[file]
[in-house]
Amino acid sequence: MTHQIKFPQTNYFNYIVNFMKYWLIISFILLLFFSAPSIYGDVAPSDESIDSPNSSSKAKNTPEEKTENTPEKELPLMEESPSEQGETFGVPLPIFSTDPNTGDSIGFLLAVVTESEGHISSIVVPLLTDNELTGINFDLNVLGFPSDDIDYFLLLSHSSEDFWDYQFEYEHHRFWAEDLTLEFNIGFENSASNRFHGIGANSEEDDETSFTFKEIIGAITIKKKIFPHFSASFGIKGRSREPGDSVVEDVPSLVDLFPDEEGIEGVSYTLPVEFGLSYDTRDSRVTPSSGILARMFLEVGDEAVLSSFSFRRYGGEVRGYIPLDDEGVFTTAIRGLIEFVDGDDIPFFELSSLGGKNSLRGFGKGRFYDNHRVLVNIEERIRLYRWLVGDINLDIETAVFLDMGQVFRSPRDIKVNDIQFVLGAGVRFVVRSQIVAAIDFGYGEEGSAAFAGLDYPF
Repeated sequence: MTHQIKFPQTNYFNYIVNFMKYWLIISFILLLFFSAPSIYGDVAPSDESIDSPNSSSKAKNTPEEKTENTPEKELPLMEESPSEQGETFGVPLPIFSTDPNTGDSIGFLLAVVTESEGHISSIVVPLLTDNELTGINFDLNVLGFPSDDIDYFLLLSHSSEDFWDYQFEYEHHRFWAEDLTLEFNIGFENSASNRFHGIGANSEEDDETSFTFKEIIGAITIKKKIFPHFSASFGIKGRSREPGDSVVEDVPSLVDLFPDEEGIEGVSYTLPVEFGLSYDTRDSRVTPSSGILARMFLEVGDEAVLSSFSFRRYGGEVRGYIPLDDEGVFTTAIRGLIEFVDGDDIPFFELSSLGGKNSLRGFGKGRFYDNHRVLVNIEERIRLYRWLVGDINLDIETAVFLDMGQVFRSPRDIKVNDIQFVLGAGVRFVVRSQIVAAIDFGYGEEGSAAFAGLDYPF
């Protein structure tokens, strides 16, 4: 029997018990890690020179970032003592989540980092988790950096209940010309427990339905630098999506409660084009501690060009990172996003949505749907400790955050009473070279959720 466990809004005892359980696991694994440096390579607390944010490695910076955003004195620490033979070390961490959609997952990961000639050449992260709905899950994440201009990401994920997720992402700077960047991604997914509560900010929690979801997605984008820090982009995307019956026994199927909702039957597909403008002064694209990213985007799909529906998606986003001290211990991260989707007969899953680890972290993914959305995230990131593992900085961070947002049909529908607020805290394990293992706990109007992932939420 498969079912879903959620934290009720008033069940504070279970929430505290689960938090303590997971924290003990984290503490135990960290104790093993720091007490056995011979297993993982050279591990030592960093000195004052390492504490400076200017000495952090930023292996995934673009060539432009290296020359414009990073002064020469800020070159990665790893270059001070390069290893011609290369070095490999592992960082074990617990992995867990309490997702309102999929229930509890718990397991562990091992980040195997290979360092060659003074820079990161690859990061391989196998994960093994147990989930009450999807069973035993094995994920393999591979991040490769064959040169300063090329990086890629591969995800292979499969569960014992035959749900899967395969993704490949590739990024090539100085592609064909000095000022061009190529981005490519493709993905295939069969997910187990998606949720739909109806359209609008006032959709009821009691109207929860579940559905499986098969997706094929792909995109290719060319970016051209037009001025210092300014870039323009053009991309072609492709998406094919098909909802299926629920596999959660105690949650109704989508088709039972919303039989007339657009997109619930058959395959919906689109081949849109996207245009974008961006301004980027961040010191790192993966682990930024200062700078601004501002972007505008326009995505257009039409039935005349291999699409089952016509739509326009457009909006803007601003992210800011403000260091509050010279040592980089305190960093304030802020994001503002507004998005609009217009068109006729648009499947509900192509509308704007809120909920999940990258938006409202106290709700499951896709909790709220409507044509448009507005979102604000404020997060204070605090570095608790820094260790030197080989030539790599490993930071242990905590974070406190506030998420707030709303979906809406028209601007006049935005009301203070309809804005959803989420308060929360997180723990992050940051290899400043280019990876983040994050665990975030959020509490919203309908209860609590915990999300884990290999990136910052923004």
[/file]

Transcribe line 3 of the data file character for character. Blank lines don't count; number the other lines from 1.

Repeated sequence: MTHQIKFPQTNYFNYIVNFMKYWLIISFILLLFFSAPSIYGDVAPSDESIDSPNSSSKAKNTPEEKTENTPEKELPLMEESPSEQGETFGVPLPIFSTDPNTGDSIGFLLAVVTESEGHISSIVVPLLTDNELTGINFDLNVLGFPSDDIDYFLLLSHSSEDFWDYQFEYEHHRFWAEDLTLEFNIGFENSASNRFHGIGANSEEDDETSFTFKEIIGAITIKKKIFPHFSASFGIKGRSREPGDSVVEDVPSLVDLFPDEEGIEGVSYTLPVEFGLSYDTRDSRVTPSSGILARMFLEVGDEAVLSSFSFRRYGGEVRGYIPLDDEGVFTTAIRGLIEFVDGDDIPFFELSSLGGKNSLRGFGKGRFYDNHRVLVNIEERIRLYRWLVGDINLDIETAVFLDMGQVFRSPRDIKVNDIQFVLGAGVRFVVRSQIVAAIDFGYGEEGSAAFAGLDYPF